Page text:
June is the most popular month for weddings, followed by August then September and October. So, we are heading right into wedding season! From the moment a couple says "I do", their legal and financial relationship takes on new meaning.
Here are a few quick tips that smart couples can use to do some basic financial and estate planning.
1. Take a look at your insurance. There are a few types of insurance newly married couples should review.
The first is life insurance. Many couples marry early in their careers with the majority of their earnings years ahead of them. In today's economy, both spouses also often make substantial contributions to the household finances. If something were to happen to either one, the surviving spouse could be left in a difficult financial situation. For this reason, it makes sense for couples to assess whether they have a need for life insurance now that they depend on one another. It could also be a good time to buy a policy while healthy and still in a lower age bracket.
It is also a good time to take a look at automobile insurance. If each person maintained their own car insurance policy before the marriage, they could be in for some good savings if they merge into one policy. The savings from pricing a new car insurance policy could be put to better use on some of the other items on this list.
The couple might also want to consider insurance for their shiny new rings. Most homeowners insurance policies will let you add personal property to them, but it is a good idea to shop around and compare prices. Sometimes a separate jewelry insurance policy will be cheaper than adding it on to the homeowners insurance policy.
2. Draft wills. Most newlyweds come to the marriage without an estate plan or a will. Even if you do come to the marriage with a will, it is important to update that will to include your new spouse or Minnesota law could dictate how your estate is distributed. Drafting wills is an important piece of financial planning and can help couples make some important decisions such as determining who should be nominated as personal representative or executor and how the assets should be distributed. Comprehensive estate planning would also cover arrangements for children, such as naming guardians and establishing trusts to delay inheritance until an age of maturity. You could even make plans for your pets.
Drafting wills does not have to be a hassle. When you work with an attorney that understands the many pressures facing young couples, you can save time and some expense while receiving quality advice that is relevant to you.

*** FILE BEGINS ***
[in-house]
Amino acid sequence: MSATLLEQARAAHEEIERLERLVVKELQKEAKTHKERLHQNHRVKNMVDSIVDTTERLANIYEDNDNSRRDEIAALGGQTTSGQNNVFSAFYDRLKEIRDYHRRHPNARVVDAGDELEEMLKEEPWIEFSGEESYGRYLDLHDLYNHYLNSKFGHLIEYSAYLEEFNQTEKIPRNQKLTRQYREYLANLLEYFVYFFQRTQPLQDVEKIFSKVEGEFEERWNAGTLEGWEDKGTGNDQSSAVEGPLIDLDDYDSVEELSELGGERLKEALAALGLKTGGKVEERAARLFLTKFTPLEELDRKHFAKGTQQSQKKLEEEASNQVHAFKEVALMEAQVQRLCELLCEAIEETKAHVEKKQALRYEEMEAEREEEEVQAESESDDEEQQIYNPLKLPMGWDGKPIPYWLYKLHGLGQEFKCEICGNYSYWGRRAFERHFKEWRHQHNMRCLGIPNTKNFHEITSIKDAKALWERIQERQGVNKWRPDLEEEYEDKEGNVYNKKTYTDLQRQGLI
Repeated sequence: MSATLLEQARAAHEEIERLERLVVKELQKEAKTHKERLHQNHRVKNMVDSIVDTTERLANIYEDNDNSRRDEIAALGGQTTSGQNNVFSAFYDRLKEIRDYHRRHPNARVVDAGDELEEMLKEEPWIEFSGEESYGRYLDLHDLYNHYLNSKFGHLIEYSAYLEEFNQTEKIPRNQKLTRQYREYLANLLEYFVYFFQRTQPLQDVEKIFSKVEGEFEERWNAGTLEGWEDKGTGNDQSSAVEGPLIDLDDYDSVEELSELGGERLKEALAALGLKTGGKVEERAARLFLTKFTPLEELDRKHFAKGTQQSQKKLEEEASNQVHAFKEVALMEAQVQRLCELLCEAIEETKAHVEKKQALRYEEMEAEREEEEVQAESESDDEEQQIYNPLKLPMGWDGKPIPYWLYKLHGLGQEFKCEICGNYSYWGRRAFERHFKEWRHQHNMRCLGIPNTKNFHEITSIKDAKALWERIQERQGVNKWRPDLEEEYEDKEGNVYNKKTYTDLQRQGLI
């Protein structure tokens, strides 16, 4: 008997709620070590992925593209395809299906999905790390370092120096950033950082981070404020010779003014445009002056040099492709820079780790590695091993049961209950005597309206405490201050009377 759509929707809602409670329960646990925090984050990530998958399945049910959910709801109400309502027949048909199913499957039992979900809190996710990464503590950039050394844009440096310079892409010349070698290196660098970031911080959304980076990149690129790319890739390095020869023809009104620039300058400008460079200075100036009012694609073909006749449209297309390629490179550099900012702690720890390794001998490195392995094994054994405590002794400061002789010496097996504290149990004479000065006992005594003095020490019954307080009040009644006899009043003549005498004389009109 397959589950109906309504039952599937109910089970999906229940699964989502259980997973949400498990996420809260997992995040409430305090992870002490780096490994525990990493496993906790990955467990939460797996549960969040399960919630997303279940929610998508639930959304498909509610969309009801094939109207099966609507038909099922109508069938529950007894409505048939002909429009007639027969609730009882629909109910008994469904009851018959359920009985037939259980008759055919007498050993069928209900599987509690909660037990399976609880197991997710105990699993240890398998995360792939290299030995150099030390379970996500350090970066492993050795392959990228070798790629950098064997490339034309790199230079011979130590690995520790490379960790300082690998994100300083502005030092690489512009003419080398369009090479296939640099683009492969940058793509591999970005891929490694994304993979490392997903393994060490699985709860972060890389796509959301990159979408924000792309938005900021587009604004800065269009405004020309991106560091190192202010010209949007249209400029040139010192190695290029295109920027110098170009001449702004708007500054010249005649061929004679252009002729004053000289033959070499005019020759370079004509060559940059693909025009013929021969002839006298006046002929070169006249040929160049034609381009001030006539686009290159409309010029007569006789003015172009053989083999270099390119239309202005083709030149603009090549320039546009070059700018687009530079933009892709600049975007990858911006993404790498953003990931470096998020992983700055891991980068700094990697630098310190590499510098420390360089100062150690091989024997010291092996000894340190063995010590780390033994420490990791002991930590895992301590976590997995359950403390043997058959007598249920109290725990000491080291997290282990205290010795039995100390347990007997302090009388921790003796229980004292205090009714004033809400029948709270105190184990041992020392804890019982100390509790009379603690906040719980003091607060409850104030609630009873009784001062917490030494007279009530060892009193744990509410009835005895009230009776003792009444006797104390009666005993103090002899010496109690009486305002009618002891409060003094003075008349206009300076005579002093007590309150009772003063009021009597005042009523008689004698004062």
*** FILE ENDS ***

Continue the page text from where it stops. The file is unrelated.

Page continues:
3. Prepare powers of attorney and health care directives. Along with wills, an estate plan should include power of attorney forms and health care directives. Both forms designate who you want to act when you are not able. A power of attorney is used to make financial decisions whereas a health care directive is used to make medical decisions. When preparing these forms, newlyweds should determine who should act as back up if they cannot act for each other. They should also have a conversation about health care goals, wishes, and beliefs.
Getting these two forms done along with wills is the foundation of a sound estate plan. By putting these documents in place, a young couple can check one more item off their financial responsibilities checklist.
4. Beneficiary designations. With all the hustle and bustle of preparing for the wedding and enjoying life as newlyweds, it can be easy to forget to update beneficiary designations. For many people, though, this is one of the most common ways in which assets pass to the surviving spouse. Each spouse should review their financial accounts, including 401ks, IRAs, brokerage accounts, and bank accounts and update the beneficiary as needed. If the couple wants to ensure all assets pass to the other spouse if one of them should die, they should designate each other as the primary beneficiary on all their financial accounts. This is especially important because beneficiary designations will take precedence over the will. A good estate planning attorney will be sure to walk you through this process while preparing your estate plan.
5. Re-title real estate. If either spouse owned a house or other real estate before the marriage, they should consider whether they want that property to be jointly owned by them. For example, if one of the spouses owned a home that the couple will now be living in, they probably want the home to be owned by both of them. They can do this by executing a deed placing the property into joint tenancy with right of survivorship. By doing this, both spouses will have rights to the property and the surviving spouse will automatically inherit the property if one of them should die. An estate planning attorney can answer any questions the couple might have about real estate and prepare deeds as needed.
The five quick tips outlined above are a good starting point for a newly married couple to kick start their financial and estate planning. Establishing a relationship with a local estate planning attorney can be a valuable way to start good financial habits.
For more information, contact an attorney at Ward & Oehler, Ltd. or sign up for our Newsletter to stay current!